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How to Become a Scaffolder

Becoming a scaffolder is easier than you think. With more and more people choosing to opt for vocational jobs as opposed to further education there is no better time than now to put your hat in the ring.

What does a scaffolder do?

In a nutshell, scaffolders erect and dismantle temporary metal structures around buildings so that other trades can do their job safely. When we think scaffolding, we think of the rigid metal structures on the sides of houses but we’re thinking too small. Scaffolding does not just apply to housing sites, think gigs, festivals, sports events, oil rigs and more. Scaffolding really could take you anywhere and there’s a project to suit everyone.

The day-to-day of a scaffolder can vary greatly according to the specific project but some main duties include: unloading the equipment, putting up the poles and attach them to horizontal tubes, fixing the scaffolding to buildings, laying planks for workers to walk on, carrying out regular inspections and safety procedures and leading/supervising anything from the simple to the complex.

The job consists of heavy lifting and a number of health and safety aspects to get to grips with but there is always a demand and it is a vocational trade that can set you up for life.

What kind of qualifications do I need to become a scaffolder?

There are no set entry requirements to become a scaffolder but you will need a Construction Industry Scaffolders Record Scheme (CISRS) card. You can earn one of these cards by completing a CISRS one day training course before enlisting as an apprentice somewhere.

Undertaking an apprenticeship or trainee programme is best if you are straight out of school; it’s a direct route into the industry. It usually helps if you have 4 or 5 GCSEs including English and Maths at grades A*-C.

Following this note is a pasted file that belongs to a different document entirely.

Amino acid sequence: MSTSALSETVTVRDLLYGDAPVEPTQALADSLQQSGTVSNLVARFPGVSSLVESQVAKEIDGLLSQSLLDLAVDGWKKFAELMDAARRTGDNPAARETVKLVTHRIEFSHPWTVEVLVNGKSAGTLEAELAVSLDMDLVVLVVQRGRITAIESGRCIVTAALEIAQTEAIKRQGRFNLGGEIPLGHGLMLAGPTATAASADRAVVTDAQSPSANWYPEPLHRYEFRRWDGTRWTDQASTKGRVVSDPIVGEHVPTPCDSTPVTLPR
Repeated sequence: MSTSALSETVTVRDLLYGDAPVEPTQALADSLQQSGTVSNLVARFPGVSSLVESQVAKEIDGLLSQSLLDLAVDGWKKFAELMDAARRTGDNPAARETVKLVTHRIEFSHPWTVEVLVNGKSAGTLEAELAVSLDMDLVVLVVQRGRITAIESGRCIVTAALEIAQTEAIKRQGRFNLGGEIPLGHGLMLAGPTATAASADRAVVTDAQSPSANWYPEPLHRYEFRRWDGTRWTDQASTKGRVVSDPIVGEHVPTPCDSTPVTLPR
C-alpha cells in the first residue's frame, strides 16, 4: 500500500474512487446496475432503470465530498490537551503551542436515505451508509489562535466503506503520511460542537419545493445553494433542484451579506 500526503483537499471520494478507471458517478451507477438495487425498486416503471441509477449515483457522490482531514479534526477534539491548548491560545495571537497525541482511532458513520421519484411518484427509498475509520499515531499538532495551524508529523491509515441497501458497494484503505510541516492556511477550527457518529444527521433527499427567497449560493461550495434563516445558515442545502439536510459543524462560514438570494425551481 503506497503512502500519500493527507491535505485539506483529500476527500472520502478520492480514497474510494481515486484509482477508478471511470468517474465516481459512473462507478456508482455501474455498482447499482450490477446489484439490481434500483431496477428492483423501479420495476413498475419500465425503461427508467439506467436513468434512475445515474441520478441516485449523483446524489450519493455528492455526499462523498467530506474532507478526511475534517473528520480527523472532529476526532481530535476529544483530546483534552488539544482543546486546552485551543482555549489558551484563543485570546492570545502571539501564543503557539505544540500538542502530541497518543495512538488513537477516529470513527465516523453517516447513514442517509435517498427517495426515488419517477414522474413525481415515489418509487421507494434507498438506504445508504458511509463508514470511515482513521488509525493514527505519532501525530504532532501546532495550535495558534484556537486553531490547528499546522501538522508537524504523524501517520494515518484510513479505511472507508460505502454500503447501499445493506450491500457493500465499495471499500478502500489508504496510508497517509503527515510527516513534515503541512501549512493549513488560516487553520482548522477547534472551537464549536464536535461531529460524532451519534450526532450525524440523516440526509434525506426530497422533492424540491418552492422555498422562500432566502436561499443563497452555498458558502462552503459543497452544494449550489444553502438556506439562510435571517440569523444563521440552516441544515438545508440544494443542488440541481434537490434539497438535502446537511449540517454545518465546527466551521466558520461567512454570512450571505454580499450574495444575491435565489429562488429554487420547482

While education is important, nothing is more invaluable than experience. Employers appreciate initiative so any experience on a construction site is great for an application to be a scaffolder. Even if you shadow someone or start out as a labourer on a scaffolding site, it’s better than nothing. Who knows, they might even make you a job offer afterwards.

What skills do I need?

The skills needed to be a scaffolder are transferrable from other walks of life so even if you have never set foot on a construction site you probably have more of the skills needed than you think. Here are some important skills you might need:

  • Being ok with heights: given that scaffolding is all to do with working at height, it is important that you do not have an aversion to heights.
  • Practical hands: scaffolding involves a lot of practical work which requires good balance and strength to lift equipment. You might have to transport heavy equipment as well as use other equipment to lift heavy timber and metal poles
  • Teamwork: scaffolders often work in teams of 3 with a chargehand to lay down the timber boards and a fixer and a labourer to put down and construct the scaffolding.
  • Ability to listen to authority: safety is paramount to the scaffolding industry. You must be able to take direct orders and work under supervision if needs be.
  • Understanding of health and safety: the risks associated with scaffolding can be high which is why it is important to recognise the importance of health and safety procedures. You will be involved in adding guard rails and safety nets to keep your fellow workers safe as well as creating a stable base for the scaffolding so that it has good foundations
  • Ability to drive: this one is not a necessity but it may be useful being able to drive as you may have to transport equipment from time to time

Where can scaffolding take me?

The salary of a scaffolder can range from anywhere in-between £12,500 to £23,000 per annum for a beginner. Once you are trained and experienced salary is more likely to be upwards of £33,000 per annum.

Once you get experience there is no stopping where scaffolding can take you; you can work on large, complex problems and you may even want to consider registering with a company or agency responsible for commercial projects.

Who knows? Maybe in the future you’ll be a site supervisor, scaffold designer or business owner. Scaffolding is a great start to a successful future.

 

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